Format: Hardcover Verified Purchase
This is an amazing resource, a thorough compendium of Mediterranean foodlore. Perhaps the most valuable aspect is the ethnographic research, with many unique folk recipes from the author's own observations. Almost equally valuable is the amazing bibliography, which lists all the significant historical works on food in the region, including medieval Arab titles. The author is far too modest on p. 567 when he claims to be a mere "food writer" and "consumer of scholarship." The scholarship here is superior and incredibly up-to-date on matters ranging from wheat taxonomy to Meccan trade. A few tiny errors have crept in (foxtail millet is NOT panic millet...). I disagree with the negative reviewer, above, on everything except one point: the organization of the recipes in the book is beyond rational analysis. But one can use the indexes, where everything is arranged for the cook.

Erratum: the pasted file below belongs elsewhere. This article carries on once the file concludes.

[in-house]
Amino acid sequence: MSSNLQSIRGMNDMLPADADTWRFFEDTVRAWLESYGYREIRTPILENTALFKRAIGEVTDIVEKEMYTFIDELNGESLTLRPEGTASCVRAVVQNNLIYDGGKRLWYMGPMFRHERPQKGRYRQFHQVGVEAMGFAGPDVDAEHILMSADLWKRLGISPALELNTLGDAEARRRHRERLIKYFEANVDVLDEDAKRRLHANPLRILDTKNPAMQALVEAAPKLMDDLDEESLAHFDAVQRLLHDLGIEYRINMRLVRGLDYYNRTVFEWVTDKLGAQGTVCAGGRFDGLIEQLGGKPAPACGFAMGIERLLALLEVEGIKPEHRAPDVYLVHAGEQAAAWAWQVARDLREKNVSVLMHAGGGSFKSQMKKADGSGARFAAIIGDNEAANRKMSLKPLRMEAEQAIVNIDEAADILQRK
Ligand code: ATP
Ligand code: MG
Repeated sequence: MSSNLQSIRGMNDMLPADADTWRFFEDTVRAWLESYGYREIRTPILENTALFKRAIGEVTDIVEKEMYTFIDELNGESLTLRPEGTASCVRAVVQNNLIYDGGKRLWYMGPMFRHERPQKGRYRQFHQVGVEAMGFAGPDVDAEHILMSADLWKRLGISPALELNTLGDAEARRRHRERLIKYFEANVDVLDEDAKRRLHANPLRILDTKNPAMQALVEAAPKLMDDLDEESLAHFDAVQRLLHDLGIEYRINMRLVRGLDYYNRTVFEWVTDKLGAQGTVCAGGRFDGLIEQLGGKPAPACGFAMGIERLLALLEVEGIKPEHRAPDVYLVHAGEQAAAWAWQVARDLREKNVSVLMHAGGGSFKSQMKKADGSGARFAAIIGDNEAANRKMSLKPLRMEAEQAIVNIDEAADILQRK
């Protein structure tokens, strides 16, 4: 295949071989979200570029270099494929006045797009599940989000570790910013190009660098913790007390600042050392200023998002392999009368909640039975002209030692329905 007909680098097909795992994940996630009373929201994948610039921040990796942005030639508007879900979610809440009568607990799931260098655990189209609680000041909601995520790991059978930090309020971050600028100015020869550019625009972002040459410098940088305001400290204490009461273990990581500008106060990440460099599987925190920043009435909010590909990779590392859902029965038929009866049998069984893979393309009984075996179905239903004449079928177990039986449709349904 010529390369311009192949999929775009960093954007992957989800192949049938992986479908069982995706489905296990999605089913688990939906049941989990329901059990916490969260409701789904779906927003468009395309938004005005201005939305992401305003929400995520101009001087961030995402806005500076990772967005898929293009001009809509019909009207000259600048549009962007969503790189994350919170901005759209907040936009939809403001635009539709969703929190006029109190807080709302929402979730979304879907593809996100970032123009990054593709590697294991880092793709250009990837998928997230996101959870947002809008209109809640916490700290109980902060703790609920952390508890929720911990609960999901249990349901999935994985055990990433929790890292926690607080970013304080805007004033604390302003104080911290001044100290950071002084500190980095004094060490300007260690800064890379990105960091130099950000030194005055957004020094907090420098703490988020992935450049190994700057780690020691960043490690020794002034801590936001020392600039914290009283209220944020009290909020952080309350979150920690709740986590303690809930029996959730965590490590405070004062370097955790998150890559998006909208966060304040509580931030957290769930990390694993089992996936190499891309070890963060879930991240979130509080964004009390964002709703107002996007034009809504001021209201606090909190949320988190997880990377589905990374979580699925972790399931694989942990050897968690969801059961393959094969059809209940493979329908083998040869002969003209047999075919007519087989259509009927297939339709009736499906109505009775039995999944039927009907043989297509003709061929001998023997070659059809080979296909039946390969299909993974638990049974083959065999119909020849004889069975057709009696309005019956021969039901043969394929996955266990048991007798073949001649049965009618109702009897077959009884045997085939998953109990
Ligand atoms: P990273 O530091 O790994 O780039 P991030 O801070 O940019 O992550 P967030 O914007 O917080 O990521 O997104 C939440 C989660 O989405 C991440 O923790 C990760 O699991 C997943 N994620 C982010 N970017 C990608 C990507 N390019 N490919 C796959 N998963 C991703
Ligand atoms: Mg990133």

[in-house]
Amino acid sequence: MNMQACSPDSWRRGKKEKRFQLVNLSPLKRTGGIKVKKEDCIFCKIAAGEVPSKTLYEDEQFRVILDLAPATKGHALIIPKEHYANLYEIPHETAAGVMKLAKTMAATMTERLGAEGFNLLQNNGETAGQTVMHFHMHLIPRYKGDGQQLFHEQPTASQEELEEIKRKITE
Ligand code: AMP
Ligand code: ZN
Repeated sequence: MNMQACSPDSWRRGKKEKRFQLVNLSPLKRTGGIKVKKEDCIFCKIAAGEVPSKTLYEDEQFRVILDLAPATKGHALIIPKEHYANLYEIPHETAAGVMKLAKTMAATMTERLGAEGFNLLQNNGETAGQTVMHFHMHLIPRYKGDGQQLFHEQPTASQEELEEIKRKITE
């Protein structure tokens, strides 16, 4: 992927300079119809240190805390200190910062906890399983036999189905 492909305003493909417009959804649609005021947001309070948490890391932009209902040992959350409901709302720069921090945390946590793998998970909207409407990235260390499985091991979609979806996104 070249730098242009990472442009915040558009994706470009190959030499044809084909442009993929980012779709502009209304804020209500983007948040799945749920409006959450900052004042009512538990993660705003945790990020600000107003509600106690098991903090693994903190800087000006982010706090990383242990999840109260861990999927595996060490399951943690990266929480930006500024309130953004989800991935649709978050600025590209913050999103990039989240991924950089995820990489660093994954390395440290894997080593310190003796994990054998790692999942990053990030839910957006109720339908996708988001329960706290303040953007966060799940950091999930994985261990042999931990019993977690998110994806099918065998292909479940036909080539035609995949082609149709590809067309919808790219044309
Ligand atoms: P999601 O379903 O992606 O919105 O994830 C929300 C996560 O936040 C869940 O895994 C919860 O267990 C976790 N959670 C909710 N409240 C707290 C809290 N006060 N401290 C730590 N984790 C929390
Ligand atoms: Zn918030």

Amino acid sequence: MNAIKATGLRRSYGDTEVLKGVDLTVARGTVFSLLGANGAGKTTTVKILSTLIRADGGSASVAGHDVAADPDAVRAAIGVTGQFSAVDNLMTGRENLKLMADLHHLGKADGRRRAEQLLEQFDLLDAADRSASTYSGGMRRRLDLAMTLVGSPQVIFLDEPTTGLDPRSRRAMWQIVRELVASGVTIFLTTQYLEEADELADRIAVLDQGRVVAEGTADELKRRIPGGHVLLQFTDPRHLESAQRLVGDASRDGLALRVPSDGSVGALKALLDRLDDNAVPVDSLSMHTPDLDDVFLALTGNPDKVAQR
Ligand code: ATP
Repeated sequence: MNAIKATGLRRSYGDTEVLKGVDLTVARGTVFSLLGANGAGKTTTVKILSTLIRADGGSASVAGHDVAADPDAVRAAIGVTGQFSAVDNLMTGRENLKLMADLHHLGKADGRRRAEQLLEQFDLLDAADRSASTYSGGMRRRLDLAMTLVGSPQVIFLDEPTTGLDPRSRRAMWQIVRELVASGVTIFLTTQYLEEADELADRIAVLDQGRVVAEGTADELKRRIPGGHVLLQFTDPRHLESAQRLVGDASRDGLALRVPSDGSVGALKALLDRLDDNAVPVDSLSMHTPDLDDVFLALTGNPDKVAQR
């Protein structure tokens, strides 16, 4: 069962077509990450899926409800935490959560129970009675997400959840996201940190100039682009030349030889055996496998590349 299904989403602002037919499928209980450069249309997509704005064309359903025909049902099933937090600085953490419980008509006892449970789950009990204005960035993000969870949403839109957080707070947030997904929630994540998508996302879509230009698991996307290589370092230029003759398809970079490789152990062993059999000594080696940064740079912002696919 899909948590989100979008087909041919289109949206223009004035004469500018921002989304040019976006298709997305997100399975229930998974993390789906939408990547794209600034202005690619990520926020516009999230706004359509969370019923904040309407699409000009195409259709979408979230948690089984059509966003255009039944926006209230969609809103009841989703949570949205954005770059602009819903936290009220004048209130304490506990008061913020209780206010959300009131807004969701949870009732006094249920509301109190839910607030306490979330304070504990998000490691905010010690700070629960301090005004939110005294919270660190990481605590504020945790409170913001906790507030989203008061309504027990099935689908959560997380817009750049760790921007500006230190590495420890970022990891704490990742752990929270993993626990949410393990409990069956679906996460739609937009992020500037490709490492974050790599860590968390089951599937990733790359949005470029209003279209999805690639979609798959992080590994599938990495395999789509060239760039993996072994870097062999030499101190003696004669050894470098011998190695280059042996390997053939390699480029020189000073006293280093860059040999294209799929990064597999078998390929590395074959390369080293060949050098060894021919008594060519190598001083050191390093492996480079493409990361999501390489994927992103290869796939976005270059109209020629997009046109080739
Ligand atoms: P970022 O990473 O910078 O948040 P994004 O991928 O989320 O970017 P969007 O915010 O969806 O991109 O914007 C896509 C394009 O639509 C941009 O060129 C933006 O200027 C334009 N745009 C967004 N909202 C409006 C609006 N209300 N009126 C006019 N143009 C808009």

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11 of 11 people found the following review helpful By Amazon Customer on September 1, 2002
Format: Hardcover
The Mediterranean is its own country and most positively well known for its cuisine. But it wasn't always like that. At one time peasants would be routinely found dead, face down, their teeth stuck in the earth. Wright brilliantly traces the evolution of the Mediterranean gastronomic sensibility from the times of famine and shows how trade, politics, religion and technology influenced the creation of the cuisine so many of us revere and enjoy. He shows how the Mediterranean psyche finds food a deeply sensual experience, and how appreciation of History and Culture is to be savored in every bite of a dish. He explains also why it's never proper to look down your nose at meat dishes when travelling in these countries. Recipes, most modern, some old, grace the book generously with blurbs on the ingredients and their interactions. Many are just delicious. I tried my versions of the leek stew, the cabbage rolls, and the salted cabbage with mint dressing and simply adored them. I can't wait for what the next three quarters of the book have in store for me, over time. This isn't a volume to just check out of the library. This is one to have on hand for whenever the mood or the necessity strikes you.
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21 of 24 people found the following review helpful By A Customer on March 12, 2000
Format: Hardcover